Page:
AT&T Details $830M Pandemic Earnings Hit for Second Quarter, Loses 886,000 Premium TV Subs

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New AT&T CEO John Stankey

The pandemic contributed to lower WarnerMedia results, while investment in HBO Max accounted for a $400 million hit to earnings. HBO and HBO Max ended June with 36.3 million U.S. subscribers.

Telecom giant AT&T on Thursday reported its second-quarter financials, the first set of results fully affected by the novel coronavirus pandemic. 

It detailed a roughly $830 million hit to quarterly earnings before interest, taxes, depreciation and amortization and a roughly $2.8 billion revenue impact after in the first quarter having mentioned a $433 million earnings and a $600 million revenue hit.

Its investment in streaming service HBO Max accounted for a roughly $400 million hit to quarterly earnings, the company said.

AT&T touted the "successful launch of HBO Max with strong engagement," but didn't immediately detail figures beyond disclosing that combined HBO and HBO Max U.S. subscribers grew 5 percent from the 34.6 million as of the end of 2019 to reach 36.3 million at the end of June. 

HBO Max is "on track" to hit the subscriber and revenue targets outlined by management, AT&T CEO John Stankey said on the earnings conference call. The company's goal is to reach 50 million-55 million HBO Max customers in the U.S. by 2025. Stankey also said there were signs that the streaming service can, as hoped, boost broadband user momentum and wireless average revenue per user.

AT&T also disclosed that it lost 68,000 subscribers at its AT&T TV Now streaming service in the second quarter, following a 138,000 loss in the first quarter. It also recorded an 886,000 loss of premium TV subscribers, which includes DirecTV, compared with a loss of 897,000 in the first quarter. 

AT&T also reported WarnerMedia's revenue and earnings for the second quarter, highlighting a $1.5 billion revenue impact, but also some lower expenses, including for sports content. 

Second-quarter revenue of $6.8 billion was down 22.9 percent from the year-ago period, with the segment operating contribution of $1.9 billion down 18.4 percent. WarnerMedia's operating income fell 16.6 percent to $1.9 billion. Turner led the revenue decline with a 12.4 percent drop, while HBO recorded a 5.2 percent and Warner Bros. a 3.9 percent drop.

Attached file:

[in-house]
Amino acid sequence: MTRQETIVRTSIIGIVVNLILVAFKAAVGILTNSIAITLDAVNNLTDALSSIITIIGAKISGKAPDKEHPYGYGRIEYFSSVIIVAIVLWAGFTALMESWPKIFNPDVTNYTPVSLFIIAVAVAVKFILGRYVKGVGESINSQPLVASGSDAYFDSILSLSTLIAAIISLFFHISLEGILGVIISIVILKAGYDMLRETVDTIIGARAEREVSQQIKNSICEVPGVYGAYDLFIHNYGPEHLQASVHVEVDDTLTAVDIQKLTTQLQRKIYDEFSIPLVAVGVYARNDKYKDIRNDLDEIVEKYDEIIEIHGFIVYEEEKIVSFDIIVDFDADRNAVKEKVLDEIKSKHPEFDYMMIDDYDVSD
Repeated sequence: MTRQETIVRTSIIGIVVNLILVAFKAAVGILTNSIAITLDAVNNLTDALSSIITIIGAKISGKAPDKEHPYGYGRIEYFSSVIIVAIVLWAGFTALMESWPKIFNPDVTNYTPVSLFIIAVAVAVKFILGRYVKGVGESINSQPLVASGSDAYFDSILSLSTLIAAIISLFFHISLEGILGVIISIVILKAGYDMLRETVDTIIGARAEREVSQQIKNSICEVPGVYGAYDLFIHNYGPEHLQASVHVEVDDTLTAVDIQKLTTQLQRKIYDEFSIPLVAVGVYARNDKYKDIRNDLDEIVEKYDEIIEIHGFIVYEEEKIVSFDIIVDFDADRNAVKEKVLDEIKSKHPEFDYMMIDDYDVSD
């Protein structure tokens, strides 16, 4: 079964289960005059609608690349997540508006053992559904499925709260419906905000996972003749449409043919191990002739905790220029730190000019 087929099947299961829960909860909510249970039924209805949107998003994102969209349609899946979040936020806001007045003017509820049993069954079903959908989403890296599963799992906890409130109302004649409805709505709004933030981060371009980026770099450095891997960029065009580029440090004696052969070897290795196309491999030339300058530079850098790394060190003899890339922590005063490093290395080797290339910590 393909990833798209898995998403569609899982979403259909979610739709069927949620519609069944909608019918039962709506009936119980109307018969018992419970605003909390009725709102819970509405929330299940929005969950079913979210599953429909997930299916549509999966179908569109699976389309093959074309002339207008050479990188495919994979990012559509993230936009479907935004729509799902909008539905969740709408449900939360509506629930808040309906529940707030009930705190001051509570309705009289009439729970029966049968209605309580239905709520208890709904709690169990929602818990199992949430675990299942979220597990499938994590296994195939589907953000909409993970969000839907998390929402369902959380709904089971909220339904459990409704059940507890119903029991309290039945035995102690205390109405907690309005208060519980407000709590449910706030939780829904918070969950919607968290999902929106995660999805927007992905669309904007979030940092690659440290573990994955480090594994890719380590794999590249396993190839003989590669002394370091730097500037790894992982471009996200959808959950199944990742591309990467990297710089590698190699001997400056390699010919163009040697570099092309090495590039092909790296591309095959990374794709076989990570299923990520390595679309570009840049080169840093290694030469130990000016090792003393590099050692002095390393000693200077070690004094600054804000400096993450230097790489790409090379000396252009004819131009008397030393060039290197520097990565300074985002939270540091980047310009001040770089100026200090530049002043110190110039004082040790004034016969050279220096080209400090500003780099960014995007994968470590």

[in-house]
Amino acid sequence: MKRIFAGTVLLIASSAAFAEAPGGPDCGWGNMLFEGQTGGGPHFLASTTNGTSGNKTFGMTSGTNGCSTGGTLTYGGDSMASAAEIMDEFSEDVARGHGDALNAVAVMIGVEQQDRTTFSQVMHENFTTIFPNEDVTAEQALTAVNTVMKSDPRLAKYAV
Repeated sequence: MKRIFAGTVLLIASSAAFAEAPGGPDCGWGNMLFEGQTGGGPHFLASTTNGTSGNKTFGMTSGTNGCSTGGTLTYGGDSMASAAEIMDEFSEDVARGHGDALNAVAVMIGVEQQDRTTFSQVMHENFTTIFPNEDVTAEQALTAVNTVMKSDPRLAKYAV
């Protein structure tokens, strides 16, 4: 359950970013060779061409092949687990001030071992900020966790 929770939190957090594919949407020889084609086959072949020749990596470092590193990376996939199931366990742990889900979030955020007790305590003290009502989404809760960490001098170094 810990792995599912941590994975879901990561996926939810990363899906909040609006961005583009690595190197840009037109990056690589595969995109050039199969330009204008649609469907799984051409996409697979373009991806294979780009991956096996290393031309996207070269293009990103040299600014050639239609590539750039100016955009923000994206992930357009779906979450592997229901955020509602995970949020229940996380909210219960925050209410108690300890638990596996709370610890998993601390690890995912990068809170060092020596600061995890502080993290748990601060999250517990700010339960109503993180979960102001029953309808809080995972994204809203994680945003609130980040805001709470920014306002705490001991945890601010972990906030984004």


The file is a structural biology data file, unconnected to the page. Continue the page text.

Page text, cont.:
The entertainment unit's operating earnings in the first quarter had dropped 24.3 percent amid the virus impact and investment and foregone revenue tied to streaming service HBO Max, while its first-quarter revenue had fallen 12.2 percent. 

Stankey on the call said the company was operating under the assumption that the virus impact would be around "for some time" and "significant access" and other needs "will be the business norm well into next year.”

He also said that AT&T now defines its purpose as being "to create connections," offering “stories and experiences that matter" and “compelling entertainment.” 

He said the company would also look to become "more agile and efficient," a possible sign of cost and job cuts. The company will end up looking "different" when a multi-year transformation process is completed, he said. 

Stankey also said debt reduction remains in focus along with a "disciplined" review of non-core assets. He also highlighted that the firm remained committed to their  

Core subscription businesses have been "resilient" amid the pandemic. 

Warner Bros' second-quarter revenue fell amid "the absence of theatrical releases and lower games and other revenues, partially offset by higher television revenues, including internal sales to HBO Max that are eliminated upon consolidation." Warner Bros. operating expenses fell 11 percent "primarily due to the production hiatus and lower marketing expenses partially offset by higher film and production costs primarily associated with HBO Max sales.

HBO's revenue decline was "driven by lower subscription revenues due to domestic linear subscriber declines, partially offset by growth in digital and international." Content and other revenue decreased as a result of lower content licensing. HBO operating expenses jumped nearly 33 percent due to increased programming expenses related HBO Max.

At Turner, "lower advertising revenues primarily from the postponement of the NBA season," drove the revenue drop. Subscription revenue was also down "due to lower regional sports network revenues and unfavorable foreign exchange rates." Turner operating expenses dropped 37 percent "driven by the timing of sports costs associated primarily with the delayed NBA season."

AT&T in its earnings report reiterated the "continued lack of visibility related to COVID-19 and economic impact," saying it would continue to provide limited financial guidance. 

"Our solid execution and focus in a challenging environment delivered significant progress in the quarter, most notably the successful launch of HBO Max, resilient free cash flow and a strengthened balance sheet," said Stankey. "Our resilient cash from operations continues to support investments in growth areas, dividend payments and debt retirement. We are aggressively working opportunities to sharpen our focus, transform our operations and continue investing in growth areas, with the customer at the center of everything we do."